“Where does he get those wonderful toys?” –The Joker
This is it. This is the toy line that transformed me from a nerd that was too old to be playing with toys into the sleek and sexy “adult collector” that I’ve become. These are the figures that brought about my first real toy hunt – the toys that I would remove from the package but never play with for fear of making the joints loose. These three figures—Batman, the Joker, and Bob the Joker’s Goon—would be my gateway drug to serious collecting.
In 1989, Bat-mania was everywhere and I loved it. Did 13-year-old me really need that Batman beer-coozie and cyclist cap? Of course he did! What a stupid question. But as great as all the peripheral Bat-merch that came out at that time was, nothing excited me more than seeing those images of Toy Biz’s first wave of figures. Along with Batman, Joker, and Bob were two vehicles (the Batmobile and the Batwing) and one playset (the Batcave). The Batwing and Batcave have since gone to plastic heaven, but the remaining toys have been with me for nearly 25 years now. I do apologize for the dust on some of the photos, but macro photography and a quarter century of shelf wear don’t really mix well. Even after two baths and few hits of compressed air, I was still unable to get them completely clean. Where is Alfred when you need him?
The figures themselves are very “Super Powers” and quite dated by today’s standards: cut joints, t-crotches, and pinned knees. The paints are basic and the sculpts are soft, but it really made no difference. The toy aisles weren’t flooded with superheroes like they are today, so these were like a breath of fresh air. Each figure has an action feature, but only Bob is hurt by it. He has a button that makes his leg kick, but the mechanism is so weak that the leg is almost always up. Batman’s utility belt is connected to a retracting wire that allows him to zip away at the hint of trouble, like a big girl. The joker is armed with a water bottle and hose that attach to his back. Squeeze the bottle and the lapel flower squirts. Action features are usually scoffed at by serious adult collectors, but, even today, I find both Batman and Joker to be a lot of fun. Bob was definitely the dud of the bunch at the time, but has now been elevated to ironic cult-hero status in my eyes. Someone somewhere thought it would be a good idea to make a balding, out-of-shape henchman figure, and I want to shake that someone’s hand.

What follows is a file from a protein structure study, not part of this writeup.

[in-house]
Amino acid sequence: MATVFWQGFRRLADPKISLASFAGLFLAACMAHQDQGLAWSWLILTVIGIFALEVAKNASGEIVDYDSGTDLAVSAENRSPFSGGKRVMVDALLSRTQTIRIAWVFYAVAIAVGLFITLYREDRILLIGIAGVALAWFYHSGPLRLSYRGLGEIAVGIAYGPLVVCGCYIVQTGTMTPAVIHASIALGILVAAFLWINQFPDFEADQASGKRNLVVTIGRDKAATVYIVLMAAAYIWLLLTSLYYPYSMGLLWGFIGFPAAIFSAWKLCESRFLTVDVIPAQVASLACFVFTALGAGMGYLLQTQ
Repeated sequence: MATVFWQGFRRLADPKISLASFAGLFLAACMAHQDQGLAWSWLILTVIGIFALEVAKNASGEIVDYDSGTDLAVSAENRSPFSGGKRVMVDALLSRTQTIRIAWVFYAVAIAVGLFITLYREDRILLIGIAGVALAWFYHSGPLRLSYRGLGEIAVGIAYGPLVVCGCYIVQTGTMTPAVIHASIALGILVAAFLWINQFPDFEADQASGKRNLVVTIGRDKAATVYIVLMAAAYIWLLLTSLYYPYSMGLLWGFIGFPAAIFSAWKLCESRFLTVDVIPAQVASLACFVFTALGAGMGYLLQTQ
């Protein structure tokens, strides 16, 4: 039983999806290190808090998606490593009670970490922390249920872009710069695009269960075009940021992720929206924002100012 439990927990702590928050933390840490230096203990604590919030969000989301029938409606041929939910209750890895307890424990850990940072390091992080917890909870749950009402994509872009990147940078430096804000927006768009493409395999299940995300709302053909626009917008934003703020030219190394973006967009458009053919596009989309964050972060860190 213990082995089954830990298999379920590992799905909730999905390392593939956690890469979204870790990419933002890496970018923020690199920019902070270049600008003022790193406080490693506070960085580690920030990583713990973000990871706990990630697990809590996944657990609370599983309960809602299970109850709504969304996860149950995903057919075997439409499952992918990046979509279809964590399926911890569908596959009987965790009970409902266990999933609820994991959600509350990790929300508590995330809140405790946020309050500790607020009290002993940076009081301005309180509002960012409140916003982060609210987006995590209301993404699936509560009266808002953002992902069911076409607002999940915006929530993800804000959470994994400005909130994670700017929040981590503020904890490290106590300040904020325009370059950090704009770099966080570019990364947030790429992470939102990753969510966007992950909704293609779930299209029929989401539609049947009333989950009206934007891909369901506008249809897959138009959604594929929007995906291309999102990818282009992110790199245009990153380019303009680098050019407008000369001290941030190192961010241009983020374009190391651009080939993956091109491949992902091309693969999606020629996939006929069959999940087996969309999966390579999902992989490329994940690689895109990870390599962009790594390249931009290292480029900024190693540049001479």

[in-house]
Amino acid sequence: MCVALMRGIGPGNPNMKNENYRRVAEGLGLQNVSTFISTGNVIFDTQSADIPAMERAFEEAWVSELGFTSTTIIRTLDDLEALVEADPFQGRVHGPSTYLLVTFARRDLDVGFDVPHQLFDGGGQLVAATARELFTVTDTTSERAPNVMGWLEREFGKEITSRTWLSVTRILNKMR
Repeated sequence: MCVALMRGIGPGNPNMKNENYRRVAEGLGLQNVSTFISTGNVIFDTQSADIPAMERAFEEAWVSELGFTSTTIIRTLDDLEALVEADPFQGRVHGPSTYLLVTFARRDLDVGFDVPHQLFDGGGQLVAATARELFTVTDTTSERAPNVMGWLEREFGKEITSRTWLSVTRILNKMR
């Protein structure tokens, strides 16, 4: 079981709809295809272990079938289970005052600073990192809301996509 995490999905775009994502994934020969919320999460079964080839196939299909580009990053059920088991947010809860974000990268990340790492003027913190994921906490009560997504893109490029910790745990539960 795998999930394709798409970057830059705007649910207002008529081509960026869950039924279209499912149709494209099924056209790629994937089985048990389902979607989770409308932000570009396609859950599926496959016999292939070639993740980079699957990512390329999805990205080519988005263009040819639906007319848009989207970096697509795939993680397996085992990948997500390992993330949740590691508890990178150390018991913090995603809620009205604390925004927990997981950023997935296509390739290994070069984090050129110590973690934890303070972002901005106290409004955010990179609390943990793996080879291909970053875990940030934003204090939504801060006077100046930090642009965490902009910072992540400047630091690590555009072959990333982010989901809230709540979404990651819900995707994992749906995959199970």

The accessories, while certainly not abundant, aren’t too shabby for the time. Batman has his grappling gun and Batarang. Bob has a hat, knife, and gun and the Joker is equipped with a hat, cane, and water bottle. It’s a miracle that I’ve managed to keep as many of the accessories that I have.
The Batmobile. Let’s not mince words here — this Batmobile is awesome. As my favorite design of all time, this toy is just as cool now as it was nearly 25 years ago. Shield accessory, a missile-firing parking brake, ample trunk space… what more could you ask for? Just don’t say a roof.
I’d like to think that I hold this line in such high regard because of the actual figures themselves. As good as they are, I can’t really give them full credit. Given my age at the time, a hit movie, and a new and matured interest in comic book heroes in general, a perfect storm was created, and Toy Biz’s Batman line became an instant love. I do love the toys very much and will always have shelf space devoted to them, but they represent so much more. They mark the beginning of a deeper appreciation of movies, comics, toys, and all things pop culture. They really did mark the moment I became an adult collector.